Letter from Washington: Climate Diplomacy Beyond Climate Change
Paul Joffe is Sr. Fellow at the Lawyers’ Committee for Civil Rights Under Law and former Sr. Foreign Policy Counsel at the World Resources Institute. The views stated here are solely those of the author.
These thoughts are prompted by your informative paper on current prospects for Chinese climate leadership and relations with the U.S. and EU. I write to suggest we take an additional step and look at long term climate diplomacy through a lens that is wider than climate policy.
Climate change is no longer a niche issue. It is not only connected to other issues such as economic growth and human health but has become an element in broad economic and political agendas. Climate diplomacy requires a strategy beyond climate issues that takes into account the full range of drivers of climate action.
Consider the United States. Much of the current U.S. situation is well known. The new U.S. administration is reversing climate policy. The national government is dominated by people unenthusiastic about climate action. Among elected officials, the climate issue is generally (but not totally) polarized along partisan lines. This makes sustained climate action more difficult to achieve and more precarious. Moreover, American politics is polarized over many significant issues, from health care to immigration.
While the fact of polarization is known, less is understood about why American politics is polarized and how polarization on climate relates to polarization across multiple issues.
Climate inaction as part of a broader strategy
The media often carry reports of fossil fuel industry leaders, from the Koch brothers to the oil giants, campaigning to oppose climate action. Less attention, however, is paid to recent analysis showing that many of the same industry and wealthy players fighting climate action are supporters or allied with backers of such varied initiatives as upwardly tilted tax cuts, restrictions on voting and opposition to healthcare reform. The analysis suggests that the Koch-sponsored network known as Americans for Prosperity functions like a shadow political party, which, with its allies, pushes forward diverse policy goals, often despite contrary public opinion.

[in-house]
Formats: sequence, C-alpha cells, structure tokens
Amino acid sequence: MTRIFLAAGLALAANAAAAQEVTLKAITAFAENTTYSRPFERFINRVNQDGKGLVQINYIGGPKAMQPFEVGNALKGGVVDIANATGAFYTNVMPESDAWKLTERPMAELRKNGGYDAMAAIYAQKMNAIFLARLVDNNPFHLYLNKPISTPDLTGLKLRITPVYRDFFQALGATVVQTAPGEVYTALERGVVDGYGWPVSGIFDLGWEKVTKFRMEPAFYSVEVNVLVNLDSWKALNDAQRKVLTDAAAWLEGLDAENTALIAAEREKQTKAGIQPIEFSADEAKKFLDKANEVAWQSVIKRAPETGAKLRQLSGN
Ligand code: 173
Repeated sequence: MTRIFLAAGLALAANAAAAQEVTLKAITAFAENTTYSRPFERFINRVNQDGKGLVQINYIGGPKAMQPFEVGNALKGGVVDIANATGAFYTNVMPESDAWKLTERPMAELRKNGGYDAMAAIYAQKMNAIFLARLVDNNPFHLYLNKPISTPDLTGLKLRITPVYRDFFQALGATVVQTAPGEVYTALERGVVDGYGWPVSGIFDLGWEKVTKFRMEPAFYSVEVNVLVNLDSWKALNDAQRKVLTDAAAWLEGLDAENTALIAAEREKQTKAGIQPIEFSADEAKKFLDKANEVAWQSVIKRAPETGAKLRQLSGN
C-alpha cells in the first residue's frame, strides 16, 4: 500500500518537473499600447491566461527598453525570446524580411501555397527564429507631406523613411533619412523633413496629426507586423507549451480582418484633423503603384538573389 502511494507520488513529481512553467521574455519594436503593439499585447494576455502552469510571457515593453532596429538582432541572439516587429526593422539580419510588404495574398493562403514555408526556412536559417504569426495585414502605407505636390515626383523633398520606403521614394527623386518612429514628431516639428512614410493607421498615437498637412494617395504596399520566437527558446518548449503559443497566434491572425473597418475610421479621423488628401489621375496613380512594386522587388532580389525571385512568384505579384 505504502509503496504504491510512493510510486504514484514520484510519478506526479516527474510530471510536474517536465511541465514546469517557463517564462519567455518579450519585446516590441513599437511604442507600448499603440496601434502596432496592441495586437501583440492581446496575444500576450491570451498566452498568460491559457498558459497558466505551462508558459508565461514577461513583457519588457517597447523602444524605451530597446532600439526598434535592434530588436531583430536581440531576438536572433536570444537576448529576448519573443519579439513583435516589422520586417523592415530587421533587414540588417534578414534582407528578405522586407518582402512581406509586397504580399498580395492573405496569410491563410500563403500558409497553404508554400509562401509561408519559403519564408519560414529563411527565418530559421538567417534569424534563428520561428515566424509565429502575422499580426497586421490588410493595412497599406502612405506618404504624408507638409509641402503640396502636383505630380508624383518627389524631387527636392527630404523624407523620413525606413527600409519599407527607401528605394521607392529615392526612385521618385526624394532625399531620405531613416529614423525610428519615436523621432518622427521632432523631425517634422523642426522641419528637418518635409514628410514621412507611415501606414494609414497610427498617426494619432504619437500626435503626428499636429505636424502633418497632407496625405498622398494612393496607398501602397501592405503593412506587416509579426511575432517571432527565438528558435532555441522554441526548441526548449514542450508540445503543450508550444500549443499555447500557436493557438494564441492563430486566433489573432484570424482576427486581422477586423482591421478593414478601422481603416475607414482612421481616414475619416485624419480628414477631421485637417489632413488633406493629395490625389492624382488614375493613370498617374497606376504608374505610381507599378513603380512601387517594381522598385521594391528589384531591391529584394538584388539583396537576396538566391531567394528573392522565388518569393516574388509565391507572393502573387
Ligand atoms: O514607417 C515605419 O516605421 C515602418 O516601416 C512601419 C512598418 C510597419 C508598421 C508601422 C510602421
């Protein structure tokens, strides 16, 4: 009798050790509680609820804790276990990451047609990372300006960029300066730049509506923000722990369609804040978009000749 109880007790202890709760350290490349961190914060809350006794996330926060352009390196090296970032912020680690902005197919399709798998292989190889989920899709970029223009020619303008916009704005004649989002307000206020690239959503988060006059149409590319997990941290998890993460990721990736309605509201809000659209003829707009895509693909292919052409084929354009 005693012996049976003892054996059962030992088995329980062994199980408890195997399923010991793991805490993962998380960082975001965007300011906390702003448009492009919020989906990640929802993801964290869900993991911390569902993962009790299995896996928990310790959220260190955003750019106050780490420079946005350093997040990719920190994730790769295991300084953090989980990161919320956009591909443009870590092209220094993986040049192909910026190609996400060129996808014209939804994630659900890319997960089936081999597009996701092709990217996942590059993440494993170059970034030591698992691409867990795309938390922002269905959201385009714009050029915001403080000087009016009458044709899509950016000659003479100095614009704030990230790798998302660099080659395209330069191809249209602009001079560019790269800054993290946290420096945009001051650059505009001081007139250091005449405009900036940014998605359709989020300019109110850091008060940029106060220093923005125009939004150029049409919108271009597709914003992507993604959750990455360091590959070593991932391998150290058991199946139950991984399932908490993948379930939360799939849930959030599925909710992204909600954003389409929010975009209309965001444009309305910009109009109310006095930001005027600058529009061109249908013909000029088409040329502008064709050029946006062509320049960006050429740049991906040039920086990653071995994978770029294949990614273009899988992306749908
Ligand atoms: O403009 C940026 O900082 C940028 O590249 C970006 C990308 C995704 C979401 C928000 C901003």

Those trying to make progress on climate action may think they are arguing with or negotiating with those who oppose strong climate action. But actually they are up against a broader alliance and polarization extending acrossmanyissues beyond climate change.
Although there is no consensus on the systemic explanation for this polarization, several drivers have beensuggested. These include growing economic inequality, the free-for-all in campaign finance, media segmentation and print media decline, manipulation of legislative district lines, and increasing ideological differences. A consequence of polarization is increased rigidity of the political system and difficulty in achievingcompromise.
Turning the tide
Readers may think that this complex of issues is too difficult to unravel to address the specific problem of climate change. But significant long term action is stymied by multiple causes and interests, and strategy requires coming to grips with the wider problem. Those seeking to obstruct climate action have been working for decades and have their own broad strategy.